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1 Stimulated Emission of Radiation - stimulated emission is referring to the emission of radiation (a photon) from one quantum system at its transition frequency induced by the presence of other photons at that frequency - introduced by Einstein in 1917 to derive Planck's blackbody radiation law - is the basis for the operation of a LASER (Light Amplification by Stimulated Emission of Radiation) Consider an assembly of N atoms with energy levels E i and E j in thermal equilibrium with a thermal radiation field with energy density u(ν) at temperature T - the transition frequency ν ij in the individual atom is - the probability of an atom in state i to absorb a photon is proportional to u(ν ij ) (related to the number of photons at that frequency) and to the probability B ij (Einstein B coefficient) of the atom to absorb a photon at that frequency phys4.15 Page 1 - thus, the total number of atoms per second that absorb a photon is where N i is the number of atoms in state i - an atom in state j has a probability A ji (Einstein A coefficient) to spontaneously decay into state i by emitting a photon at frequency ν in a process called spontaneous emission - also, an atom in state j has a probability B ji to decay into state i by emitting a photon at frequency ν ij stimulated by the presence of other photons at that frequency the number of which is proportional to u(ν ij ) - this process is called stimulated emission - thus the total number N ji of atoms per second that make a transition into the lower state is given by - in thermal equilibrium the number of atoms that make a transition to lower energy must be identical to the number of atoms making a transition to higher energy phys4.15 Page 2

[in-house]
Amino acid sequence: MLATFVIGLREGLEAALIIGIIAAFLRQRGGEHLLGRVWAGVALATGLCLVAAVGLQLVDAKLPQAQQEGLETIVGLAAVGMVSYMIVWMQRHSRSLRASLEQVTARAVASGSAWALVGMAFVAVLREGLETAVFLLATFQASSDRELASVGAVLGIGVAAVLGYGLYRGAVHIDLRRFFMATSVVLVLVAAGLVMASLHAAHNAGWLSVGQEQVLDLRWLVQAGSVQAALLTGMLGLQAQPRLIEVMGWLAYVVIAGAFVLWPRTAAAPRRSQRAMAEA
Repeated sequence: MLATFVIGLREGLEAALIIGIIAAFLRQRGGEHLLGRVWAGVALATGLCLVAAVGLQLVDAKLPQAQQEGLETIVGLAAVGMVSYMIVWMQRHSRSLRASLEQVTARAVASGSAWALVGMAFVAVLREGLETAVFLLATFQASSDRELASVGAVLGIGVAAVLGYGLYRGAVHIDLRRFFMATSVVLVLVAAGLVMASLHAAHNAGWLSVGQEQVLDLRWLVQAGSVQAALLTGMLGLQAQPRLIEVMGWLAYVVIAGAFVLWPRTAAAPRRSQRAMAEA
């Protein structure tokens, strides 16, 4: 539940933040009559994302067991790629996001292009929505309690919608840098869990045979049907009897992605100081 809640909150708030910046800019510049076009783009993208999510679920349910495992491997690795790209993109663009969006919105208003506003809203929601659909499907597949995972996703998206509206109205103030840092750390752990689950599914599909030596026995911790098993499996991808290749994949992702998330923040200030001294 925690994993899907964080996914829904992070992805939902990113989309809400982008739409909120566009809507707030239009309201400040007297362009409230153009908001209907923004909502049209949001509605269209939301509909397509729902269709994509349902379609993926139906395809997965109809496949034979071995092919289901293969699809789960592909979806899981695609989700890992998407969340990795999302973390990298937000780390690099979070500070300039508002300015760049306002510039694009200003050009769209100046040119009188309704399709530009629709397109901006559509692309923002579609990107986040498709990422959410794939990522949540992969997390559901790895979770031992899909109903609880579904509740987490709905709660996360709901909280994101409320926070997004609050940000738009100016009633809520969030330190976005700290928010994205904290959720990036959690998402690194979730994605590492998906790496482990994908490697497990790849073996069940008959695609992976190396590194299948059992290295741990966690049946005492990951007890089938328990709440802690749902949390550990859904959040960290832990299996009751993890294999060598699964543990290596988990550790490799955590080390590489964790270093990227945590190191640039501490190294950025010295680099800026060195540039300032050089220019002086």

2 Transitions in a collection of atoms interacting with a radiation field - in thermal equilibrium - solve for the energy density of the radiation field u(ν) - with the number of atoms in the ground N i or excited state N j is given by classical M.-B. statistics - thus phys4.15 Page 3 - hence the energy density of a radiation field in thermal equilibrium is given by - this is Planck's formula for blackbody radiation for - for identical upwards and downwards transition rates - and with the ratio of spontaneous emission to induced emission rate given by note: - stimulated emission does occur and is consistent with the form of the blackbody spectrum - the probability for stimulated absorption is equal to the probability stimulated emission - the likelihood of spontaneous emission relative to stimulated emission increases rapidly with frequency - knowing one of the parameters A ji, B ji, B ij we can determine the other ones - spontaneous emission is 'stimulated' by vacuum fluctuations (QED) phys4.15 Page 4

3 Light Amplification by Stimulated Emission of Radiation (LASER) LASER Light Amplification by Stimulated Emission of Radiation properties: monochromatic coherent directed bright phys4.15 Page 5 Properties of LASER light monochromatic - relative line width coherence - temporal coherence - spatial coherence limited only by optics brightness - intensities - large photon flux in pulsed operation - short pulses phys4.15 Page 6

4 The LASER 1. active LASER medium (gas, dye, solid) 2. pumping (light, electrical energy) % reflecting mirror 4. coupling mirror (< 1% transmission) 5. LASER beam phys4.15 Page 7 The LASER Principle - generation of a large number of excitations in a medium by (stimulated) absorption - a long lived metastable state to achieve population inversion - stimulated emission of radiation - storage of radiation field in a resonant cavity with partially transmitting mirror phys4.15 Page 8